Contemplations for the election of a Caliph in place of Osman
- :Yousuf N. Lalljee
After the murder of Osman terror reigned in the city and the regicides had the entire mastery of the situation, there being no settled government in Medina. The principal citizens, feeling the tumultuous state of the populace and apprehending civil war, clamoured for immediate election of a Caliph. The threatening attitude of those who had come from various parts of the empire, viz. Egypt, Syria, Mesopotamia and Persia on the occasion was a source of great alarm, because they were resolved not to disperse until they knew whom they were to have as their Caliph.
There were two candidates, Talha and Zubeir (both brothers-in-law of Ayesha) who aspired to secure the Caliphate with the powerful support of Ayesha. (Ayesha was the daughter of the first Caliph Abubakr, and a wife of the Holy Prophet. Her youngest sister was a wife of Talha, who was also a cousin of her father. Her eldest sister was a wife of Zubeir, whose son Abdullah was adopted by Ayesha. Thus doubly related to both, Talha and Zubeir put her in the unique position of lending her powerful support to both the claimants to the Caliphate) To their great disadvantage, she was not present in Medinc at this juncture, having gone on pilgrimage to Mecca. Talha, who had taken an active part in inistigating those who had besieged Osman's dwelling and his associate Zubeir had some people of Basra and Kufa to support their pretensions, but the majority of the general public of Medina, who enjoyed the exclusive right of electing a Caliph, considered quite a different person to be best fitted for the office. He was a man admired by his friends and foes alike for his courage, eloquence, magnanimity, piety, nobility, and his near kinship to the Prophet.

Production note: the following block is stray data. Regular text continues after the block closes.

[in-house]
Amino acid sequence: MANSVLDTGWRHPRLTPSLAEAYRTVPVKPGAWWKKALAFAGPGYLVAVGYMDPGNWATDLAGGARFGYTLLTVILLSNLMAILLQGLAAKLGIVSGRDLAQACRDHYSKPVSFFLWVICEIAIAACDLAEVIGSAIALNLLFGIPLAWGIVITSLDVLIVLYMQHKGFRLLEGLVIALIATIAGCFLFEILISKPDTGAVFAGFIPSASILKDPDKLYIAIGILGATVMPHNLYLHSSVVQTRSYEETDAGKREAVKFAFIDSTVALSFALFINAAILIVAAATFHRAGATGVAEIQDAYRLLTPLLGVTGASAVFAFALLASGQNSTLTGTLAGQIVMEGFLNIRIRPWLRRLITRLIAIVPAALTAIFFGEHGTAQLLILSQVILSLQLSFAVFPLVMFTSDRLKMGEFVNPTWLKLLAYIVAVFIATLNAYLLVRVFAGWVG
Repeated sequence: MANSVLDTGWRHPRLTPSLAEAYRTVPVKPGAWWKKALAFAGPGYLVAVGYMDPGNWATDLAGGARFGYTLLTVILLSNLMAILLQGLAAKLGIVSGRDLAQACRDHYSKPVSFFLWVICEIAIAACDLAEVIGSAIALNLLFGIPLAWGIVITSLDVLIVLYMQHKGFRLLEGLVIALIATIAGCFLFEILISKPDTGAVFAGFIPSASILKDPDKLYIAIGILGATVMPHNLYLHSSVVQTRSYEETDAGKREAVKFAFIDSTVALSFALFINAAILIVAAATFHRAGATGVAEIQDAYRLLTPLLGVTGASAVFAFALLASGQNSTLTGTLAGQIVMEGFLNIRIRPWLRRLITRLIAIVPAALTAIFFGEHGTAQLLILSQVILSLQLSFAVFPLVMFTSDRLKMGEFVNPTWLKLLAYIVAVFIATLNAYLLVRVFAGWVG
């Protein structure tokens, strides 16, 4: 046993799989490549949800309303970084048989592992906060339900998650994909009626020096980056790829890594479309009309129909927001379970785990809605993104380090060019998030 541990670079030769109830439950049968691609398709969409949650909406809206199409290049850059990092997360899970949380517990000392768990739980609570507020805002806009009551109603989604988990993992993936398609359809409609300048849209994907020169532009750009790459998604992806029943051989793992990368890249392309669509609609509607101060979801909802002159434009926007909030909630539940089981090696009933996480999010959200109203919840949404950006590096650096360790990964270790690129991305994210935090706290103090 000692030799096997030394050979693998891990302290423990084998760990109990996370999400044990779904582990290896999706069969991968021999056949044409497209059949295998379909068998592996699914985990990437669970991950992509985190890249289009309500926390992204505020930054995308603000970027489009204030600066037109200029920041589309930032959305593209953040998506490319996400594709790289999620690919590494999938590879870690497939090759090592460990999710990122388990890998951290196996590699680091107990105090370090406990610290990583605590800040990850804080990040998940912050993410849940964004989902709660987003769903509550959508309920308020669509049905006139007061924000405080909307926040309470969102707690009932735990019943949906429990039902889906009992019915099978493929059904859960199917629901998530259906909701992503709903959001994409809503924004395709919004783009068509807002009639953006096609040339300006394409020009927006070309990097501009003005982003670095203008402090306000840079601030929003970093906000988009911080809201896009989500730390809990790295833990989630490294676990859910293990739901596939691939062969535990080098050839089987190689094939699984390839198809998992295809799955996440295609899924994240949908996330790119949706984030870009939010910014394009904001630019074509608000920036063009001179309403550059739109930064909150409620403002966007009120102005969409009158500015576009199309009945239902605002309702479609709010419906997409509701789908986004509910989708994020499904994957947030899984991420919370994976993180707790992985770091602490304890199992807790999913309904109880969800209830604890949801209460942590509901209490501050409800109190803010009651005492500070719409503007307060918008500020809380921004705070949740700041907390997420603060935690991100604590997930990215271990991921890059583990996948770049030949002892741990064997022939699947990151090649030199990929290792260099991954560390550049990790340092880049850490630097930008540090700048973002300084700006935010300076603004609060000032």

This was Ali, the cousin of the Prophet and the father of the Prophet's posterity from his beloved daughter Fatima. He was considered as the rightful successor to the Caliphate; and the people, now wishing to be governed by the Prophet's heir, desired to see Ali elevated to his Legitimate Dignity. Talha and Zubeir, cautioned by the mood of the moment, held their peace and thought it prudent to dissemble their feelings so far as to take the oath of allegiance to Ali with a steadfast resolve, however, of breaking it as soon as a favourable opportunity should occur.
Adapted from: "Ali, The Magnificent" by: "Yousuf N. Lalljee"
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